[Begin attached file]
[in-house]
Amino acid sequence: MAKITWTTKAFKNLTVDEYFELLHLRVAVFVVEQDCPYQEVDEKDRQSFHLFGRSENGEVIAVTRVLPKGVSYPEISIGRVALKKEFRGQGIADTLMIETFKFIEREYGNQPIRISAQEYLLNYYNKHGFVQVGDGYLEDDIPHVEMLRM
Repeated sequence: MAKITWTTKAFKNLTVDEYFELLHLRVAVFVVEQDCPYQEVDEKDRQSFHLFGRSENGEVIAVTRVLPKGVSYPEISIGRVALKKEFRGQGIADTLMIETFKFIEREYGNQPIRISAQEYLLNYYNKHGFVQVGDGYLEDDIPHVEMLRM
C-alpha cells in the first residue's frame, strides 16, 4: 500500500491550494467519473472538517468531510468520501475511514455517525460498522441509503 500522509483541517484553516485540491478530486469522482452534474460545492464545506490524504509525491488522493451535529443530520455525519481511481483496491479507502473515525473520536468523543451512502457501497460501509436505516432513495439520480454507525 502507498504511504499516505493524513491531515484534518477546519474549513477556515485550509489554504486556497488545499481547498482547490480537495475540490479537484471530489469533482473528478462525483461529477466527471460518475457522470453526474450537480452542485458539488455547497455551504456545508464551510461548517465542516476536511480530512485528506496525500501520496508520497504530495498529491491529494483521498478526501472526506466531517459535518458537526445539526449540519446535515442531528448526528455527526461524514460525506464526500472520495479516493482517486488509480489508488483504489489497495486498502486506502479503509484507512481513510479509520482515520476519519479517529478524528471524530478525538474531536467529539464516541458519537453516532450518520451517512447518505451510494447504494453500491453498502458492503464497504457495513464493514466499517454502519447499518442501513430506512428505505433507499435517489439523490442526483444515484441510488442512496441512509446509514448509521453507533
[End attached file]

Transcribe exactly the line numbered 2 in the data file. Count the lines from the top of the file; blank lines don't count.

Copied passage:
Amino acid sequence: MAKITWTTKAFKNLTVDEYFELLHLRVAVFVVEQDCPYQEVDEKDRQSFHLFGRSENGEVIAVTRVLPKGVSYPEISIGRVALKKEFRGQGIADTLMIETFKFIEREYGNQPIRISAQEYLLNYYNKHGFVQVGDGYLEDDIPHVEMLRM